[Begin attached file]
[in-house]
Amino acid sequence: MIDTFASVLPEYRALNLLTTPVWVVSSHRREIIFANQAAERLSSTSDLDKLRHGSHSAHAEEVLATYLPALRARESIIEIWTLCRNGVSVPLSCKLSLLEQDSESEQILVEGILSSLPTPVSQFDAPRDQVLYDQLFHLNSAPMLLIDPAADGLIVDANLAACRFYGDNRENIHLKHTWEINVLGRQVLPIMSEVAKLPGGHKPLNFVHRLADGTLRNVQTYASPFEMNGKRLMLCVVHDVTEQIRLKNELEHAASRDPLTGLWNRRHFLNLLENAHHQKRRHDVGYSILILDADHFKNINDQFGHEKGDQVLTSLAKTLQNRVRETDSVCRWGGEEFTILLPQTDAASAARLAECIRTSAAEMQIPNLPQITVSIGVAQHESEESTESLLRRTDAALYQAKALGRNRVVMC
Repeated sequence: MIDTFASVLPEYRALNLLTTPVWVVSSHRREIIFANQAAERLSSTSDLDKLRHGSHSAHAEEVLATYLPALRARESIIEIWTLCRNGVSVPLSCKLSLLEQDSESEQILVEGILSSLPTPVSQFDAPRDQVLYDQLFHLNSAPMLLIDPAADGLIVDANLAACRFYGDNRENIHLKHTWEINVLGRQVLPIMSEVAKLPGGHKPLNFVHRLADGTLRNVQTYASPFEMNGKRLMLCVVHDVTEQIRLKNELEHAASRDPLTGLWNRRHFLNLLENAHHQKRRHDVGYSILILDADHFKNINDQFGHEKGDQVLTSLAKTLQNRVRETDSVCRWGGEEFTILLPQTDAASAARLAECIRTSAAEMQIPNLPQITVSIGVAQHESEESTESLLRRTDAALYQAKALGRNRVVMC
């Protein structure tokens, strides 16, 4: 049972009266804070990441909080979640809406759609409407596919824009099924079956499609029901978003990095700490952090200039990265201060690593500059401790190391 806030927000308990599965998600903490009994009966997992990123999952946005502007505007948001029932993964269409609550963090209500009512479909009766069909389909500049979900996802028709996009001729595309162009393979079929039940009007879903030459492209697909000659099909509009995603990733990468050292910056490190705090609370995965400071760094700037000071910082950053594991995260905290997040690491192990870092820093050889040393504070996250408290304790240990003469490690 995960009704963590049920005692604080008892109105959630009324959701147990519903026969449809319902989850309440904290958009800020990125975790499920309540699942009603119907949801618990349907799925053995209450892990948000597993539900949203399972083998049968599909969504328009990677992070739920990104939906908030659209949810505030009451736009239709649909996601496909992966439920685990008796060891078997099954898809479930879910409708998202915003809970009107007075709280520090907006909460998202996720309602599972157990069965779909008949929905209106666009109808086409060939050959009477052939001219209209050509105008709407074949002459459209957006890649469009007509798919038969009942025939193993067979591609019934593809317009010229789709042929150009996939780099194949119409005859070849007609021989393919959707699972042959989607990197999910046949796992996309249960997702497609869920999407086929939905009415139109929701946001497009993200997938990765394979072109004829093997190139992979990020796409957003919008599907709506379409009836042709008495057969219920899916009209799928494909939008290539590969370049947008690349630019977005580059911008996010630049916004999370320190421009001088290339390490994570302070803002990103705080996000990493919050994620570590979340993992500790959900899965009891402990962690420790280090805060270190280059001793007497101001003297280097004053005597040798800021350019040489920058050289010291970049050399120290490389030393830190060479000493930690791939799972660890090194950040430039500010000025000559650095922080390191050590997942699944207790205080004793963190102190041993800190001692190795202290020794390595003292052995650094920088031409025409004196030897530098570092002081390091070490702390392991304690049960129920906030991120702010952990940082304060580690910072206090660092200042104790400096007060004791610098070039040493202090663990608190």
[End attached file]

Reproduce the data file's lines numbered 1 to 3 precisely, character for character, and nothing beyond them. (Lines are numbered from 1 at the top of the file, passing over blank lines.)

[in-house]
Amino acid sequence: MIDTFASVLPEYRALNLLTTPVWVVSSHRREIIFANQAAERLSSTSDLDKLRHGSHSAHAEEVLATYLPALRARESIIEIWTLCRNGVSVPLSCKLSLLEQDSESEQILVEGILSSLPTPVSQFDAPRDQVLYDQLFHLNSAPMLLIDPAADGLIVDANLAACRFYGDNRENIHLKHTWEINVLGRQVLPIMSEVAKLPGGHKPLNFVHRLADGTLRNVQTYASPFEMNGKRLMLCVVHDVTEQIRLKNELEHAASRDPLTGLWNRRHFLNLLENAHHQKRRHDVGYSILILDADHFKNINDQFGHEKGDQVLTSLAKTLQNRVRETDSVCRWGGEEFTILLPQTDAASAARLAECIRTSAAEMQIPNLPQITVSIGVAQHESEESTESLLRRTDAALYQAKALGRNRVVMC
Repeated sequence: MIDTFASVLPEYRALNLLTTPVWVVSSHRREIIFANQAAERLSSTSDLDKLRHGSHSAHAEEVLATYLPALRARESIIEIWTLCRNGVSVPLSCKLSLLEQDSESEQILVEGILSSLPTPVSQFDAPRDQVLYDQLFHLNSAPMLLIDPAADGLIVDANLAACRFYGDNRENIHLKHTWEINVLGRQVLPIMSEVAKLPGGHKPLNFVHRLADGTLRNVQTYASPFEMNGKRLMLCVVHDVTEQIRLKNELEHAASRDPLTGLWNRRHFLNLLENAHHQKRRHDVGYSILILDADHFKNINDQFGHEKGDQVLTSLAKTLQNRVRETDSVCRWGGEEFTILLPQTDAASAARLAECIRTSAAEMQIPNLPQITVSIGVAQHESEESTESLLRRTDAALYQAKALGRNRVVMC